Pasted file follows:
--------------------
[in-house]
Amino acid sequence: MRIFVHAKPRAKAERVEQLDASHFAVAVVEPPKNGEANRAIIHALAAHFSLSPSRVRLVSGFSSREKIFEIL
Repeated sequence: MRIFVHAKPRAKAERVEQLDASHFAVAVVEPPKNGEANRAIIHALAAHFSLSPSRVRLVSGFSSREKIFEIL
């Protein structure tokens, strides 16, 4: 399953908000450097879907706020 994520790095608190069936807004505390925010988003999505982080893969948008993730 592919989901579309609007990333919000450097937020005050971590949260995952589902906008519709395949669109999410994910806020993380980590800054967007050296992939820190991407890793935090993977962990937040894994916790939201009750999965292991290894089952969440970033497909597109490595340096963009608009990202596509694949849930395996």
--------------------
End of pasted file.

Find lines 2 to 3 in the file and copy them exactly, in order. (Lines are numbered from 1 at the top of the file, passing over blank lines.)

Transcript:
Amino acid sequence: MRIFVHAKPRAKAERVEQLDASHFAVAVVEPPKNGEANRAIIHALAAHFSLSPSRVRLVSGFSSREKIFEIL
Repeated sequence: MRIFVHAKPRAKAERVEQLDASHFAVAVVEPPKNGEANRAIIHALAAHFSLSPSRVRLVSGFSSREKIFEIL